Are miracles just coincidences?

Do you explain all of what people call miracles as coincidences?

Posted: December 5th 2011


I don’t think they are coincidences, but I do think that the people are filtering – looking at things that are beneficial as miracles but not considering the non-beneficial things.

This is sometimes phrased as follows:

Why does god get the credit when good things happen, but doesn’t get the blame when bad things happen?

I also note that the kind of miracles that are described in the bible – burning bushes, turning water into wine, walking on water, raising the dead – seem to be conspicuously absent these days.

Posted: December 13th 2011

See all questions answered by Eric_PK

Galen Rose www

No. What are termed miracles may be coincidences, but they may also be errors in perception (hallucination, delusion), misunderstandings, magic tricks, written or spoken exaggerations, outright lies, etc.

There are many possible explanations for any alleged miracle, and, taken together, they are overwhelmingly more likely explanations for a “miracle” than supernatural intervention.

The miracle, as an explanation of an occurrence, has only one weakness; it depends on the existence of a supernatural realm, and no such realm has ever been detected, despite the efforts of millions of people over hundreds of years. As David Hume wrote, accepting something as a miracle only makes sense if the ONLY other possible explanation was an even bigger miracle.

Posted: December 12th 2011

See all questions answered by Galen Rose

brian thomson www

I think I should make it clear that it’s not incumbent on me to dismiss or explain away claims of miracles made by other people. The things people believe don’t have to be a problem per se, but they become a problem when they take action based on them, or expect others to.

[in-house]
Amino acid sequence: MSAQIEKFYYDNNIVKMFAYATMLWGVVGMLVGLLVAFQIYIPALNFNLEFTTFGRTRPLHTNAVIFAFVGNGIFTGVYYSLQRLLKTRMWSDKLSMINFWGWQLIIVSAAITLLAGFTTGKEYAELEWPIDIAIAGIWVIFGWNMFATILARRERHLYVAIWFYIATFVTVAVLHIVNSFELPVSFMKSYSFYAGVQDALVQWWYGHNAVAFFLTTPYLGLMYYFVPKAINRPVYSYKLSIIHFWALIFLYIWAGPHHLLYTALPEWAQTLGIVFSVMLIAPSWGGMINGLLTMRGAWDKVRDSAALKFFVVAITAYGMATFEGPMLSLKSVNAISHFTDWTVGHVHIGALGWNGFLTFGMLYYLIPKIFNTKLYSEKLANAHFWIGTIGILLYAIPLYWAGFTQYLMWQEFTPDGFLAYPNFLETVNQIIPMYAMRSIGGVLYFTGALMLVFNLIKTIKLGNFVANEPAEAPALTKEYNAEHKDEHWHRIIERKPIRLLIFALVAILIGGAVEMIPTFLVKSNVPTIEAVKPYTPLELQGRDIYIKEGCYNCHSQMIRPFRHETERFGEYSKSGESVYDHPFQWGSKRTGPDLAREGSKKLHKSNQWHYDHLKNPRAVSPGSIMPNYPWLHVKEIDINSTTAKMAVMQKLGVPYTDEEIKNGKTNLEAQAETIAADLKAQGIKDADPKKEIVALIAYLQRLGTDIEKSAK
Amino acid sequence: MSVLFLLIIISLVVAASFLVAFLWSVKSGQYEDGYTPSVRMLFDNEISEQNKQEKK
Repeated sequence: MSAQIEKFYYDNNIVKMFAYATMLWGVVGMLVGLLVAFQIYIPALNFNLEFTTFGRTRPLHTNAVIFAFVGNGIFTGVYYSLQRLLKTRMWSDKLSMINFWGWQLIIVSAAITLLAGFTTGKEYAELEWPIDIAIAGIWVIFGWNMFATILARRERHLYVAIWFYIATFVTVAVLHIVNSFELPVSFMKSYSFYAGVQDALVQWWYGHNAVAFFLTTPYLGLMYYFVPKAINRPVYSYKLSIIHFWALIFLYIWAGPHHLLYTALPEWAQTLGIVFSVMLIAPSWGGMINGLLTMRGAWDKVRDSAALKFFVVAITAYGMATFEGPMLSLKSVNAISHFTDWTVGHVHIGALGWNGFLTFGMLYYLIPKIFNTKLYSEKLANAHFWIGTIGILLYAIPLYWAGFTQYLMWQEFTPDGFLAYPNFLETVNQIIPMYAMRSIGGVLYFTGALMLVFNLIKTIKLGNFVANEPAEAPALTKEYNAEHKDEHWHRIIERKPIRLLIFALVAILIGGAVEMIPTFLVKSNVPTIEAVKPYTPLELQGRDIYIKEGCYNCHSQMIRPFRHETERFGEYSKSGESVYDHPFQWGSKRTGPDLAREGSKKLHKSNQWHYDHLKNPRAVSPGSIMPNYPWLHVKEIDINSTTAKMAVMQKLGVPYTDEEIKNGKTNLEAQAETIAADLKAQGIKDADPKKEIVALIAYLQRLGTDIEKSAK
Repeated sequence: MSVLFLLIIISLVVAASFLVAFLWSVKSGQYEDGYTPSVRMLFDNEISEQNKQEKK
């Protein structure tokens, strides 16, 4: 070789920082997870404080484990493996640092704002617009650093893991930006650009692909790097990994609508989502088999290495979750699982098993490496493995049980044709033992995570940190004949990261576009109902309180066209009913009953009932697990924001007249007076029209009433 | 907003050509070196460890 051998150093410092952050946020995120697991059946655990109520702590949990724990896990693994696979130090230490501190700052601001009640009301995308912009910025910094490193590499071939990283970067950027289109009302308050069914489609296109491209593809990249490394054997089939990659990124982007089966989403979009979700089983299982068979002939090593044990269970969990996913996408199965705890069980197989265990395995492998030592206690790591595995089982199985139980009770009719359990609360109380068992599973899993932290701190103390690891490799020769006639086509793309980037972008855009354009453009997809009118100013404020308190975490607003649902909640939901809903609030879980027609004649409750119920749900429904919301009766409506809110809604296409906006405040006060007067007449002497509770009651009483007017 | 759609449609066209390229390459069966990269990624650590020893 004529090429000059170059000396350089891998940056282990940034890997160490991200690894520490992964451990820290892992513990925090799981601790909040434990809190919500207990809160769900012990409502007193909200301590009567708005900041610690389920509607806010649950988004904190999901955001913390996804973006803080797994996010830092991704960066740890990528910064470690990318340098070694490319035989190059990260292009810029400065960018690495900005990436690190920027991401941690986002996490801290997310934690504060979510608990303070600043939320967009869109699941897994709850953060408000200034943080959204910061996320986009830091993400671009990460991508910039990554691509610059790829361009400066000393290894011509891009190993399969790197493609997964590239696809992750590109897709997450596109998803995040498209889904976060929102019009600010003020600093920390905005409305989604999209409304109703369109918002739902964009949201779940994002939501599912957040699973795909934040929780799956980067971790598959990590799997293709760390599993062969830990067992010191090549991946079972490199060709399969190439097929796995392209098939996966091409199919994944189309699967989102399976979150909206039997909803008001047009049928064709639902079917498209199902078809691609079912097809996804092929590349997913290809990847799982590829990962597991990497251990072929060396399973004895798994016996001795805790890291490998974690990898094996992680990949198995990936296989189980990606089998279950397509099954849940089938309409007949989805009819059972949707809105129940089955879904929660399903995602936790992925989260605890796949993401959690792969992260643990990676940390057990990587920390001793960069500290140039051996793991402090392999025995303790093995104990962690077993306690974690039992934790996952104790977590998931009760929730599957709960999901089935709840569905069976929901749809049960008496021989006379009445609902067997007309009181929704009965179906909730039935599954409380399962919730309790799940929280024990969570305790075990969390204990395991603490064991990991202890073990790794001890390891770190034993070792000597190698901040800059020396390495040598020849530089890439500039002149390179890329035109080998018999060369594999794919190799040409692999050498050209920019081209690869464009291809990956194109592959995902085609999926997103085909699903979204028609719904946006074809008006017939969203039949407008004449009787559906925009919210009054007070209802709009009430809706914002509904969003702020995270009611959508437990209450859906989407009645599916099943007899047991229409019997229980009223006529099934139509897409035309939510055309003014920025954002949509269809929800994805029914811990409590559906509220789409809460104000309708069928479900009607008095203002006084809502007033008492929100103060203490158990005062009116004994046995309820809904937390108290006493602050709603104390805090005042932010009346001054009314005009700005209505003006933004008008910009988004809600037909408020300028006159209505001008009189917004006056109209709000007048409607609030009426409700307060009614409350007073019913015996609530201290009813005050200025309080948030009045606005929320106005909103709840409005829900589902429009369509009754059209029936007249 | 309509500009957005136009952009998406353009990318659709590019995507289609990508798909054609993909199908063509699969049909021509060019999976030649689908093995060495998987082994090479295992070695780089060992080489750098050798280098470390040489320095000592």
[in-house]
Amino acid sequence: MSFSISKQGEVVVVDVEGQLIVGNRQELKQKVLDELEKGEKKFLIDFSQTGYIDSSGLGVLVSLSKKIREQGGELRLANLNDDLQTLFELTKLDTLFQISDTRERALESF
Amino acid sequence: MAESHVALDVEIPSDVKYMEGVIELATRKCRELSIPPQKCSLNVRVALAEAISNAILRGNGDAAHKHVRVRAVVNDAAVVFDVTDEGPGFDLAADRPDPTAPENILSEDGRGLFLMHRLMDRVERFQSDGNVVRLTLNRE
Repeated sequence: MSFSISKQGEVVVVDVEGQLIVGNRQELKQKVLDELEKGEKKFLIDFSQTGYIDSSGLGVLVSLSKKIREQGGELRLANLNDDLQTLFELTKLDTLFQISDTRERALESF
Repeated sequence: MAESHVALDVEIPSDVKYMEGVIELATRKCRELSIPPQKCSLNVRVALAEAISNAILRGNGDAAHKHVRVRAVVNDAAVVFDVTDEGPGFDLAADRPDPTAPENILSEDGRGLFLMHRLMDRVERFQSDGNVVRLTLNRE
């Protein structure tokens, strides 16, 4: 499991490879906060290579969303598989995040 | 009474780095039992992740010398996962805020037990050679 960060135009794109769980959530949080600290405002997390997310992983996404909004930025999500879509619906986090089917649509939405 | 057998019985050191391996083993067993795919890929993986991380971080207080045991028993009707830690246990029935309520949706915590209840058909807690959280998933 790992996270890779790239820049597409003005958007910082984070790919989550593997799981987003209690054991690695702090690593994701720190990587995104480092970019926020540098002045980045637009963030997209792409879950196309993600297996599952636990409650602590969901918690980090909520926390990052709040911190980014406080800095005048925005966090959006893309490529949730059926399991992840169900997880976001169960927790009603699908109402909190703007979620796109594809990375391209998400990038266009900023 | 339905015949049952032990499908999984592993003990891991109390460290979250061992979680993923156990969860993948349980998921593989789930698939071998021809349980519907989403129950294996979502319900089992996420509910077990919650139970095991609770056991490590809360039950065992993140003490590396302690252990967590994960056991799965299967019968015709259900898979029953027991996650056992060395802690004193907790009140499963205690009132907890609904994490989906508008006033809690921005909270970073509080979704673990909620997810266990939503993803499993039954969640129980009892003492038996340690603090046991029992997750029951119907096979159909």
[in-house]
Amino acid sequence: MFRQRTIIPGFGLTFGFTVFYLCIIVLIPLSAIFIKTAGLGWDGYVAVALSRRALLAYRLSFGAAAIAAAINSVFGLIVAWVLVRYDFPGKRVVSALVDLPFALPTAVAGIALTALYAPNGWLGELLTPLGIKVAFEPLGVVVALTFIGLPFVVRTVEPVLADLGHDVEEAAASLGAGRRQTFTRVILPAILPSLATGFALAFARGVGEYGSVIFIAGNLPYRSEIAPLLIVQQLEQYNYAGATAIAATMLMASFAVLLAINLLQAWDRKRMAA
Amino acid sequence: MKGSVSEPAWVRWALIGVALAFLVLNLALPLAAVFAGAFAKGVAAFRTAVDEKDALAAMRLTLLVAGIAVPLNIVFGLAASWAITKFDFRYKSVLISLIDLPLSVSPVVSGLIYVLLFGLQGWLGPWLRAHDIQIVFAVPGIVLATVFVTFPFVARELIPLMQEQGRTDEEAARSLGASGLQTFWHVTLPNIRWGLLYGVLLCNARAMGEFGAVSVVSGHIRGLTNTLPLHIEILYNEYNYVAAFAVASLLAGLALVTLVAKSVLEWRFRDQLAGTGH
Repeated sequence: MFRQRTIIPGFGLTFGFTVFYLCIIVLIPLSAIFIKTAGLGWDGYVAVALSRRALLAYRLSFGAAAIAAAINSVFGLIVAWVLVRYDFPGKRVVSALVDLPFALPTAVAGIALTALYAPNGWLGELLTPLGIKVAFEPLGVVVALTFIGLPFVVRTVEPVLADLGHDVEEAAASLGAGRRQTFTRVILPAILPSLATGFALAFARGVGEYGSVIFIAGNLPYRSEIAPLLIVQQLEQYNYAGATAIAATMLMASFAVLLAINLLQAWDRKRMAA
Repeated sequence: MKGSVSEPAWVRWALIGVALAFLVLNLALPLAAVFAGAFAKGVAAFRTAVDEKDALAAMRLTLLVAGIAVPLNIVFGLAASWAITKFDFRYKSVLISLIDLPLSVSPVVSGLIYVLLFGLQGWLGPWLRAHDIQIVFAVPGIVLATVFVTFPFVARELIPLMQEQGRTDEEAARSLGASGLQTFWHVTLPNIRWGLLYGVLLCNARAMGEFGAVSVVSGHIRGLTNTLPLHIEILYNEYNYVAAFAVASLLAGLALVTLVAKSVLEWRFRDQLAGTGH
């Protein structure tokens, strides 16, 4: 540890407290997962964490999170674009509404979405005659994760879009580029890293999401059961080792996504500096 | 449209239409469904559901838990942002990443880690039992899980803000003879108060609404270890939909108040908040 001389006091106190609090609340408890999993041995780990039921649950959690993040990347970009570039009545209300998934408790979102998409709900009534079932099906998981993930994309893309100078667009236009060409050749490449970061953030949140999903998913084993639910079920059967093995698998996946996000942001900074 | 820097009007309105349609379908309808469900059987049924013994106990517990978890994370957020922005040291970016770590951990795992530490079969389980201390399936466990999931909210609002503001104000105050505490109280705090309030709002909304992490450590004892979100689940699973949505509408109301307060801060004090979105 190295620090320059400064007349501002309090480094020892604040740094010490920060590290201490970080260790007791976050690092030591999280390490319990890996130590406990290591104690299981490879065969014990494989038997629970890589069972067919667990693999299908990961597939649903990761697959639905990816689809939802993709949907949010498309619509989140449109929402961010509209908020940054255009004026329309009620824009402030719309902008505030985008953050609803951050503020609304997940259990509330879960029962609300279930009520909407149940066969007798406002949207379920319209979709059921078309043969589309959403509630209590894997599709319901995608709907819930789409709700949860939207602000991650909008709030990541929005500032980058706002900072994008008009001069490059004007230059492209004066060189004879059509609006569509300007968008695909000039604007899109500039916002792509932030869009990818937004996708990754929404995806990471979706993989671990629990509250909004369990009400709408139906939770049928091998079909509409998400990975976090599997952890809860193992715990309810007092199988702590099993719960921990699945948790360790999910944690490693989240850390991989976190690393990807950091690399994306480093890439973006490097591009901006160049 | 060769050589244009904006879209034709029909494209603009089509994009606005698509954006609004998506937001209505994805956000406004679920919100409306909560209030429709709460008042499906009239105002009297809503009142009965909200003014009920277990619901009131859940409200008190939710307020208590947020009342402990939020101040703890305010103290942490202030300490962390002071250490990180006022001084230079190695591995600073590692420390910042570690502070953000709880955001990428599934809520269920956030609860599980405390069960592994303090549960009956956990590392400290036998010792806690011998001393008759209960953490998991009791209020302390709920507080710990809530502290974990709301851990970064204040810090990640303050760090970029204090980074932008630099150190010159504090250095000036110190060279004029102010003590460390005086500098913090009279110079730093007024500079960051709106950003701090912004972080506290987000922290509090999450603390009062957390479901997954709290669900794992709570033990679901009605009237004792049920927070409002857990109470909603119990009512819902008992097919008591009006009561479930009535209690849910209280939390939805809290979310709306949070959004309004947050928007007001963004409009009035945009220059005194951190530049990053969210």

An example of what I’m getting at took place here in Ireland, at a little village named Knock. There have been reports of apparitions at various times, starting in 1879, and some Catholic people still visit a shrine that was erected there. Sounds harmless enough, and could be easily ignored; however, in 2009 some believers were so determined to see “something” that they stared directly at the Sun and suffered permanent eye damage.

I don’t know about “all of what people call miracles”, so I’m in no position to explain them away – but I’m not obliged to believe them, just because people say so. I might try and find an explanation for a specific claim, but experience tells us that believers are going to believe regardless of explanations. The only cure I know of for gullibility is education: in the case of the Knock shrine, seeing the Sun “dancing around” can be explained in terms of human vision, the mental processing involved, and the effect of getting your retinas toasted.

Posted: December 12th 2011

See all questions answered by brian thomson

SmartLX www

Some are, certainly. If something with a one-in-a-million chance happens to you, but also doesn’t happen to a million other people, then it’s happening about as often as you’d expect it to if there were no divine intervention.

Some supposed miracles can’t be coincidence, because they go beyond the realm of the improbable into the realm of the impossible. You can’t cure terminal cancer or hear from the dead just because you’re lucky; something supernatural has to be going on. In cases like these, the question is whether the miracle happened at all, and how much evidence there is.

Posted: December 12th 2011

See all questions answered by SmartLX


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